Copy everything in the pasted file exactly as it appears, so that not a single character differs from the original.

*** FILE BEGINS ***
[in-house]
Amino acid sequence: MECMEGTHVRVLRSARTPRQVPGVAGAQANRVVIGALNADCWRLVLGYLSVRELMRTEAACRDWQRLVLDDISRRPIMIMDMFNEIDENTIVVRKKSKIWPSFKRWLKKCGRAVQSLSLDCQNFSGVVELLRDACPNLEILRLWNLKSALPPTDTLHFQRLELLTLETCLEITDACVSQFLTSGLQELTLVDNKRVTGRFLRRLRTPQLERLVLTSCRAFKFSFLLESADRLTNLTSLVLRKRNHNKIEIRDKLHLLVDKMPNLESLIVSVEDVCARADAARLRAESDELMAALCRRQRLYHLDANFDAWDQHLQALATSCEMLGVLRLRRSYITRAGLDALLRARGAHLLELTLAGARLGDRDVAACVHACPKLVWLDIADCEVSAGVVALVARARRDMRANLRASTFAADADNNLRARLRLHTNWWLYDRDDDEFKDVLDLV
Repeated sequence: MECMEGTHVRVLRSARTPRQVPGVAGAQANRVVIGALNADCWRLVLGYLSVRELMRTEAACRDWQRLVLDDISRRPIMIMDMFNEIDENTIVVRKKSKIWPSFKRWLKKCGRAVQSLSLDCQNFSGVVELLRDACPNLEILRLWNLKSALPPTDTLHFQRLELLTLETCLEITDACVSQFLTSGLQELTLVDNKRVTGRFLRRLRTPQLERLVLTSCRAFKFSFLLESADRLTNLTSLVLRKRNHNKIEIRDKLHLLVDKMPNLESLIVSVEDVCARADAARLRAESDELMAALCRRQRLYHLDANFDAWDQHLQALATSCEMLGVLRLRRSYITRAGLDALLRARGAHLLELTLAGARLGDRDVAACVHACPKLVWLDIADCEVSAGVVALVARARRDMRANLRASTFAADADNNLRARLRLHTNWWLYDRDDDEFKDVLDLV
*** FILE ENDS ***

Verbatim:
[in-house]
Amino acid sequence: MECMEGTHVRVLRSARTPRQVPGVAGAQANRVVIGALNADCWRLVLGYLSVRELMRTEAACRDWQRLVLDDISRRPIMIMDMFNEIDENTIVVRKKSKIWPSFKRWLKKCGRAVQSLSLDCQNFSGVVELLRDACPNLEILRLWNLKSALPPTDTLHFQRLELLTLETCLEITDACVSQFLTSGLQELTLVDNKRVTGRFLRRLRTPQLERLVLTSCRAFKFSFLLESADRLTNLTSLVLRKRNHNKIEIRDKLHLLVDKMPNLESLIVSVEDVCARADAARLRAESDELMAALCRRQRLYHLDANFDAWDQHLQALATSCEMLGVLRLRRSYITRAGLDALLRARGAHLLELTLAGARLGDRDVAACVHACPKLVWLDIADCEVSAGVVALVARARRDMRANLRASTFAADADNNLRARLRLHTNWWLYDRDDDEFKDVLDLV
Repeated sequence: MECMEGTHVRVLRSARTPRQVPGVAGAQANRVVIGALNADCWRLVLGYLSVRELMRTEAACRDWQRLVLDDISRRPIMIMDMFNEIDENTIVVRKKSKIWPSFKRWLKKCGRAVQSLSLDCQNFSGVVELLRDACPNLEILRLWNLKSALPPTDTLHFQRLELLTLETCLEITDACVSQFLTSGLQELTLVDNKRVTGRFLRRLRTPQLERLVLTSCRAFKFSFLLESADRLTNLTSLVLRKRNHNKIEIRDKLHLLVDKMPNLESLIVSVEDVCARADAARLRAESDELMAALCRRQRLYHLDANFDAWDQHLQALATSCEMLGVLRLRRSYITRAGLDALLRARGAHLLELTLAGARLGDRDVAACVHACPKLVWLDIADCEVSAGVVALVARARRDMRANLRASTFAADADNNLRARLRLHTNWWLYDRDDDEFKDVLDLV